i'm developing a compressed air car and i need to store huge amounts of energy into a small reservoir. increasing pressure is one way to do that, but the relation is logarithmic, so above 450 bar or so, nothing significant is gained. however, the energy-temperature relation is linear, which means increasing the temperature will always result in a lot of additional energy.
    but: combustion is not an option, since there really is not point in designing a zero-emissions vehicle which is not that.
    the idea of reversible reaction is that there is a lot of heat available while compressing the air and it would be really cool if that heat could be stored and released during the expansion of the air.

    actually, 150°C is not the minimum temperature - anything above 100°C would be great, but keep in mind that every degree higher saves a lot of space and pressure... :)
    there is no minimum temperature, this reservoir could be cooled down to the temperature of the surrounding air or even lower. also, with the right compressor, the heat source temperature could be high enough for just about anything.

    the amount of heat we're speaking of is, say (that's an approximate again) 30-50 MJ.
    I cannot calculate that precisely until i know what the maximum temperature will be.

    so, again: i just need something that would store some heat and release it at the highest possible temperature and that process should go on for a number of times.

    there is a topic about the car: https://www.physicsforums.com/showthread.php?t=310462
  14. Feb 15, 2010 #13


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    Phase changes take place at "fixed" temperatures (can push 'em around by changing pressure, but it ain't practical). Supercool a salt hydrate, nucleate it by shaking, and the bag "warms up" to its freezing temperature while giving off the enthalpy associated with the phase change. Reversing the process, the hydrate takes up heat at that same temperature until it's all melted, then starts warming up at whatever rate its heat capacity dictates.

    Hydrocarbon fuels yield around 40 MJ/kg, cornahol around 25 MJ/kg (noticeable loss in engine efficiencies), and the TV ad is "43 ton miles per gallon of fuel" for whichever railroad is going to be 2kJ/kgkm --- and your range is 300 km, so break-even energy density is 600kJ/kg for your storage, and to be worth dragging around, you're going to want more in the neighborhood of 2-3 times that, is getting into the neighborhood where we boil water and condense steam.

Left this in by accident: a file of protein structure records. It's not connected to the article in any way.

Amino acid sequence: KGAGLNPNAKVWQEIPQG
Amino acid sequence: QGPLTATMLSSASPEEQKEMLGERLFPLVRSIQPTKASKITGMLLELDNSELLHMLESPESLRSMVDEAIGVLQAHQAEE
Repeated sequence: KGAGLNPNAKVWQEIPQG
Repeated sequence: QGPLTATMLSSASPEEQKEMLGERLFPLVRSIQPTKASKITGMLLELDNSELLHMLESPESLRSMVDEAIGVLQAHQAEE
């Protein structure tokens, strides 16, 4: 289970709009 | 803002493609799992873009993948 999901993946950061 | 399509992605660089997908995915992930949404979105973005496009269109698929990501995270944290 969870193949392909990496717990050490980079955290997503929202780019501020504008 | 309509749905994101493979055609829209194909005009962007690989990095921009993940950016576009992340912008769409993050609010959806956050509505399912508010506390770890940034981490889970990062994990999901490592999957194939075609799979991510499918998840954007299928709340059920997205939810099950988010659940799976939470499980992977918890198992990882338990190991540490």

Save the waste heat from the air compressor and use it to boost performance later? Great idea --- unfortunately, it takes more energy to haul the mass of the storage media around than can actually be stored.
  15. Feb 16, 2010 #14
    "not possible" is not the correct answer.
    i can store 100 kg of stuff with no problem. sodium acetate can store up to 289 kJ/kg, which is almost 30 MJ.
    i know that the burning fuel numbers are an order of magnitude higher, but you don't have to worry about that.

    anyway, thanks for your help.
  16. Mar 22, 2010 #15
    so, after a lot of searching and reading:
    i could use zeolites, that's here:
    the problem is that i cannot find any useful information on these (at least not for me) - there's only a lot of some kind of coordinates of atoms and two theta angles. i simply need heat of sorption and some temperatures that are happening in the process.
    would you know where could i get those? i'm not sure i'm searching with the right keywords.

    the second option is metal oxides, like MgO. the problem here is the same, i can't find any useful data on energies; and temperature of decomposition is a little high.
    can i calculate how much energy can i get from this reaction
    MgO + H2O -> Mg(OH)2
    using standard enthalpy change of formation for each of these substances?
    btw., i didn't find those either.
    are there any similar metal oxides that decompose at lower temperatures? 130°C is the ideal temperature...
  17. Sep 7, 2010 #16
    Well, after a few months of searching, I've come across these two patents:

    Unbelievably, these seem suitable.

    I would like somebody with some knowledge on this topic to confirm that these numbers are true; there are still new patents describing perpetual motion machines in the 21st century, so I somehow can't rely on these documents.

    And next, I want to know more about these inventions. What's the procedure to get to know these patents better?

  18. Sep 8, 2010 #17


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    Glauber's salt can be used for the same purposes.
  19. Sep 8, 2010 #18


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    Do some more research. Look at the author and see where that leads.

    Stop when you get to Wally Minto!
  20. Sep 9, 2010 #19
    Yeah, I guess you're right.
    I hoped there is a better way - this thing is from 1981... :)